Olamide Orekunrin: Promoting Healthcare One Flight At A Time
Dr. Olamide Orekunrin is the CEO and MD of the first air ambulance in West Africa, ‘The Flying Doctors’. She graduated from medical school in England at age 21 making her one of the youngest medical doctors in all of England.
http://www.olaorekunrin.com/press/ relocated to Nigeria leaving her prestigious job in England with an aim of promoting healthcare in her mother country. This is how ‘The Flying Doctors’ was born and established in the year 2009.
Her sister’s death due to sickle cell anemia was the primary motivation for establishing the business. Even though her sister was always in and out of hospitals the lack of the availability of an air ambulance led to her demise.
According to Dr. Olamide Orekunrin the first time anyone ever suggested establishing an air ambulance in Nigeria was in 1960 but there was no follow through with the idea. After studying the models in Uganda, Kenya, and Libya, she was convinced that she could successfully replicate the idea in Nigeria.
https://www.crunchbase.com/person/ola-orekunrin has big plans for her company. She believes that in due course her service will benefit even low-income earners. She believes that once Nigeria begins to take healthcare more seriously and more states take up cover, low-income earners will enjoy the service.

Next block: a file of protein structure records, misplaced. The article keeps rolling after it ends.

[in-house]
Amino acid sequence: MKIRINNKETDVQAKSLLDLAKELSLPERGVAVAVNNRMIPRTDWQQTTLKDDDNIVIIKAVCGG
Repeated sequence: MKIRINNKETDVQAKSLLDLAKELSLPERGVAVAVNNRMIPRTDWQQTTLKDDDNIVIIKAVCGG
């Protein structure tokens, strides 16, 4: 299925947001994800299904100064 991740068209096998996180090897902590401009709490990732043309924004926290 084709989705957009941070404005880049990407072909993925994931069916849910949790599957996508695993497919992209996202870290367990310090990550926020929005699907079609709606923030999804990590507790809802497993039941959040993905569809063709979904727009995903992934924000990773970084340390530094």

Even though one might be mistaken to believe that she has achieved it all, she is quick to dispel such notions. She talks about leaving her political ambitions in England, quitting her job, and selling her car and house and headed to Nigeria to establish ‘The Flying Doctors’.
Dr. Olamide Orekunrin believes that it is her genuine love for her motherland Africa and home nation Nigeria that propelled her zeal to succeed. She saw the importance of integrating back to her roots especially after being raised in an all-white environment.
She ( https://www.facebook.com/public/Olamide-Orekunrin ) was raised in a town called Lowestoft that is located in the east of rural England in a completely white community. She was raised by white foster parents and went to a primary school run by Catholic nuns.
She believes that her foster mother shaped her life significantly. She talks of Doreen, her foster mother as a wise and spiritual woman who taught her many valuable things.
Dr. Orekunrin has been featured in Forbes Magazine and is a recipient of the 2012 Thisday award as well as other many awards for her work in research and clinical evidence. She has also published a book.